George Friedman: Europe must now deal with Germany’s rising nationalism

  • Written by MarketWatch
  • Published in Economics

Throughout her 13 years in Germany’s highest office, Chancellor Angela Merkel has been the linchpin of German politics. Given Germany’s pre-eminence in the European Union, she is arguably the linchpin of European politics, too, having shepherded her country through crisis after crisis. From the 2008 financial crisis came an economic crisis, which in turn led to a social crisis and then, finally, a political crisis. The European Union, once a beacon of cooperation and progress, is rife with political parties that oppose many of the things the EU embodies — transnationalism, technocratic elite, etc.

These problems are fundamentally cultural, the consequence of the age-old tug of war between the new elite who are thought to have abandoned certain values and the old guard that clings to them. It is in this context that immigration has become such a divisive issue. The old guard believes that the possible transformation of values arising from immigration is insignificant. The new elite believe that the transformation of values is the point. It is a time not merely of disagreement but of deep, mutual contempt.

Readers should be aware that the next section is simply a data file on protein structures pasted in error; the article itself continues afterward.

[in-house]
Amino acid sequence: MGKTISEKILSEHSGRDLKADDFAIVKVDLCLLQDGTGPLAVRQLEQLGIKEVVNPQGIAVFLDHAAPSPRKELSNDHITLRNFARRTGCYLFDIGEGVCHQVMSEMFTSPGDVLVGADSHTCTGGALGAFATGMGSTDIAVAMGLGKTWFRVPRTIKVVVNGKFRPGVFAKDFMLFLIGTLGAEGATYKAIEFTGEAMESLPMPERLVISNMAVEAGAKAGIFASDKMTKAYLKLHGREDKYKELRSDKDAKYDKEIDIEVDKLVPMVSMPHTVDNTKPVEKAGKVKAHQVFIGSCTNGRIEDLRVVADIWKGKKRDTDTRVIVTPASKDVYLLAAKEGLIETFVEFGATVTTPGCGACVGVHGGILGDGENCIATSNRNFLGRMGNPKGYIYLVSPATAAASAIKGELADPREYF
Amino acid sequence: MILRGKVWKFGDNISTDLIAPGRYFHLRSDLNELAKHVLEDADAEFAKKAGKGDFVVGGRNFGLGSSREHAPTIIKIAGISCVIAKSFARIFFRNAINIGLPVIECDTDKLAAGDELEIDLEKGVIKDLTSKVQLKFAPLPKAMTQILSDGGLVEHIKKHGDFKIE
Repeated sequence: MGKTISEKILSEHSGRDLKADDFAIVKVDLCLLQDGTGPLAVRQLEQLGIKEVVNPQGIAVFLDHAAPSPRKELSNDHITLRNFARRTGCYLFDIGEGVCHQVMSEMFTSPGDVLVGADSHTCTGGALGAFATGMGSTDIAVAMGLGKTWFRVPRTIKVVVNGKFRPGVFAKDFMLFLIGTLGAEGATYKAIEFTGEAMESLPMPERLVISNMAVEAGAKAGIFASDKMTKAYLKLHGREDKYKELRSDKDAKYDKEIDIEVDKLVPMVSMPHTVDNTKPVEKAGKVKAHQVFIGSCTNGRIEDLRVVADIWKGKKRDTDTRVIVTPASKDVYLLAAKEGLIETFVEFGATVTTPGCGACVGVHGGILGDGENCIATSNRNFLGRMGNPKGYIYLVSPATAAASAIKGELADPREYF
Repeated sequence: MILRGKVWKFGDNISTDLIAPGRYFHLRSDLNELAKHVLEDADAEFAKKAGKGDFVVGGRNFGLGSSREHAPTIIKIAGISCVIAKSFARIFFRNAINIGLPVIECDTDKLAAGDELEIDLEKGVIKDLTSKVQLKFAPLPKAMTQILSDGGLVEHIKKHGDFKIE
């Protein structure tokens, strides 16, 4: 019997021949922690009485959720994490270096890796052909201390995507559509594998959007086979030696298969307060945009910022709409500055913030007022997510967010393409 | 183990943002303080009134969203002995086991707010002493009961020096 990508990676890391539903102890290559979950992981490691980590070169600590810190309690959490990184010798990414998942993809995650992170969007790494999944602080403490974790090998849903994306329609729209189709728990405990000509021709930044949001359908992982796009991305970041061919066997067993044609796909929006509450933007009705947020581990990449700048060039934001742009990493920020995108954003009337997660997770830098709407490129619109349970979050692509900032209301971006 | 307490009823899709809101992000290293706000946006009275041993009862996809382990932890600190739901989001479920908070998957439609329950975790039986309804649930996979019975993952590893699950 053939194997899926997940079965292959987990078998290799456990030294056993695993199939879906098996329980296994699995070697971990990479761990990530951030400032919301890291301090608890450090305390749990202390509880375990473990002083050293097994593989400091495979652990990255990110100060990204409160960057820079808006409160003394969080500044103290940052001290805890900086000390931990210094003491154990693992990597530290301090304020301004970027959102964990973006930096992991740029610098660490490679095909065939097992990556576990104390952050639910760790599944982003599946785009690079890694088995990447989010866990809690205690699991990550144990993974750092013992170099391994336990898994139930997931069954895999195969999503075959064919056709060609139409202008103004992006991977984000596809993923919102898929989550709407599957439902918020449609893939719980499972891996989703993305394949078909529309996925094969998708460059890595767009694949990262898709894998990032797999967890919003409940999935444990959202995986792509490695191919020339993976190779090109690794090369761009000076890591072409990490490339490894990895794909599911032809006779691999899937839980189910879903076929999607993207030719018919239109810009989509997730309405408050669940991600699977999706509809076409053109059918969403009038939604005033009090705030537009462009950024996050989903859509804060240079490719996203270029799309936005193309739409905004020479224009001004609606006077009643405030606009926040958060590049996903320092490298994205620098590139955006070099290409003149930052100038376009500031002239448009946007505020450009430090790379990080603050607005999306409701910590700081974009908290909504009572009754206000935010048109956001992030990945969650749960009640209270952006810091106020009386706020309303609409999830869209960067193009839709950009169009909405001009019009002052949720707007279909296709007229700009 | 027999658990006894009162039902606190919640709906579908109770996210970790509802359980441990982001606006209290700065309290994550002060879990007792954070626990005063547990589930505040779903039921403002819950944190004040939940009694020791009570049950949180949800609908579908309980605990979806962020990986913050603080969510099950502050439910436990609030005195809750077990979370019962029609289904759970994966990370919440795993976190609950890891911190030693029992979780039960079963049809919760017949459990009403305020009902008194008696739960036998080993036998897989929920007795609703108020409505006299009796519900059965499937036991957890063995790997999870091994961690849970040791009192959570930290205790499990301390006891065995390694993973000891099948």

Over the past decade, Germany has been the bastion for the old elite. With the largest economy in Europe and the fourth largest in the world, it was a powerful one. It demanded unity and a commitment to the European project. It was deeply committed to the multilateralism and transnationalism of the European Union. It believed that Europe had a moral obligation to accept immigrants and that the European Union ought to have the power to define immigration levels and distribution. Germany was the European Union, at least how it was designed in 1992. Since then, the United Kingdom has voted to leave the EU, other members have flouted EU edicts, and separatist movements in several countries have become a serious concern.

These “anti-European” sentiments seeped into Germany and made themselves known in the most recent elections. The Alternative for Germany, or AfD — a party skeptical of the European Union, contemptuous of the Eurocratic elite, and committed to the idea of preserving German culture against immigration — went from nothing to the third-largest party in the parliament, opposing the principles laid down by Merkel, the EU’s sentinel in Berlin, and poaching members of her Christian Democratic Union and its sister party in Bavaria, the Christian Social Union (CSU). Merkel was able to form a government by bargaining with the Social Democratic Party, but it was a fragile government, one that isolated the AfD.

Anti-European sentiment would seep only further into Germany[1]. In recent weeks, the CSU announced that it may split with the CDU unless Merkel limits immigration in Germany. They are working on a solution, and maybe they will be successful.

To be sure, Germany has issues it must resolve. One is the economy. Germany needs the European Union to consume a large portion of German exports, since Germany’s industrial capacity outstrips its domestic appetite for goods....

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